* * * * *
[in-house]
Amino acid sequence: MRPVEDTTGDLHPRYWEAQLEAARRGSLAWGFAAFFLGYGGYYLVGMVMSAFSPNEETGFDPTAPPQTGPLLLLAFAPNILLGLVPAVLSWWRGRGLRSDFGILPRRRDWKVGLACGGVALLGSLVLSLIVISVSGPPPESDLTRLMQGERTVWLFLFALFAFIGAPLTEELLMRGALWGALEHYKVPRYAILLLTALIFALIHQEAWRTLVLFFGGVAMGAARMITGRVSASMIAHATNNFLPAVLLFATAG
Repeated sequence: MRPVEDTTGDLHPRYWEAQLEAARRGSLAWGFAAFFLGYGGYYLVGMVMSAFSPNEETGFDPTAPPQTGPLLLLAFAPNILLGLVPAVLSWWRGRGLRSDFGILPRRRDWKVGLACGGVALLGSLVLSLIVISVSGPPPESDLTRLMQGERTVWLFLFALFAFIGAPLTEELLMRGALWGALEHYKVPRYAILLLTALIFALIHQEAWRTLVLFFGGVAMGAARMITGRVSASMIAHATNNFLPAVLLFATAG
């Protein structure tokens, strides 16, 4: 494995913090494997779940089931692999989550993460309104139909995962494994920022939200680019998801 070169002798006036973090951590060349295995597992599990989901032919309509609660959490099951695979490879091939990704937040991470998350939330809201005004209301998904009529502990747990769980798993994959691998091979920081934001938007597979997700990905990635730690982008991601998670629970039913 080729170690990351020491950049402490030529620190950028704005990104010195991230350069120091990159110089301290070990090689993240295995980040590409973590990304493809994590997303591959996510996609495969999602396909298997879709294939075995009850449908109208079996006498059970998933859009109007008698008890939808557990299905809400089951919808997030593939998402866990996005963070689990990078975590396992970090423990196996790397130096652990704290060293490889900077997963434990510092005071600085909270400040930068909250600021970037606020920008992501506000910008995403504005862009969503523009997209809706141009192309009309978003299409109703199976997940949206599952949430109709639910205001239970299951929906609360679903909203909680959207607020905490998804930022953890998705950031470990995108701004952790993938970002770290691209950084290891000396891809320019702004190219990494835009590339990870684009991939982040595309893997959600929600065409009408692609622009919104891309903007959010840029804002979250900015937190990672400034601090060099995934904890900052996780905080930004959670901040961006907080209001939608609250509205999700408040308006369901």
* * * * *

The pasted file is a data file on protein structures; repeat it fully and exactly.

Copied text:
[in-house]
Amino acid sequence: MRPVEDTTGDLHPRYWEAQLEAARRGSLAWGFAAFFLGYGGYYLVGMVMSAFSPNEETGFDPTAPPQTGPLLLLAFAPNILLGLVPAVLSWWRGRGLRSDFGILPRRRDWKVGLACGGVALLGSLVLSLIVISVSGPPPESDLTRLMQGERTVWLFLFALFAFIGAPLTEELLMRGALWGALEHYKVPRYAILLLTALIFALIHQEAWRTLVLFFGGVAMGAARMITGRVSASMIAHATNNFLPAVLLFATAG
Repeated sequence: MRPVEDTTGDLHPRYWEAQLEAARRGSLAWGFAAFFLGYGGYYLVGMVMSAFSPNEETGFDPTAPPQTGPLLLLAFAPNILLGLVPAVLSWWRGRGLRSDFGILPRRRDWKVGLACGGVALLGSLVLSLIVISVSGPPPESDLTRLMQGERTVWLFLFALFAFIGAPLTEELLMRGALWGALEHYKVPRYAILLLTALIFALIHQEAWRTLVLFFGGVAMGAARMITGRVSASMIAHATNNFLPAVLLFATAG
């Protein structure tokens, strides 16, 4: 494995913090494997779940089931692999989550993460309104139909995962494994920022939200680019998801 070169002798006036973090951590060349295995597992599990989901032919309509609660959490099951695979490879091939990704937040991470998350939330809201005004209301998904009529502990747990769980798993994959691998091979920081934001938007597979997700990905990635730690982008991601998670629970039913 080729170690990351020491950049402490030529620190950028704005990104010195991230350069120091990159110089301290070990090689993240295995980040590409973590990304493809994590997303591959996510996609495969999602396909298997879709294939075995009850449908109208079996006498059970998933859009109007008698008890939808557990299905809400089951919808997030593939998402866990996005963070689990990078975590396992970090423990196996790397130096652990704290060293490889900077997963434990510092005071600085909270400040930068909250600021970037606020920008992501506000910008995403504005862009969503523009997209809706141009192309009309978003299409109703199976997940949206599952949430109709639910205001239970299951929906609360679903909203909680959207607020905490998804930022953890998705950031470990995108701004952790993938970002770290691209950084290891000396891809320019702004190219990494835009590339990870684009991939982040595309893997959600929600065409009408692609622009919104891309903007959010840029804002979250900015937190990672400034601090060099995934904890900052996780905080930004959670901040961006907080209001939608609250509205999700408040308006369901």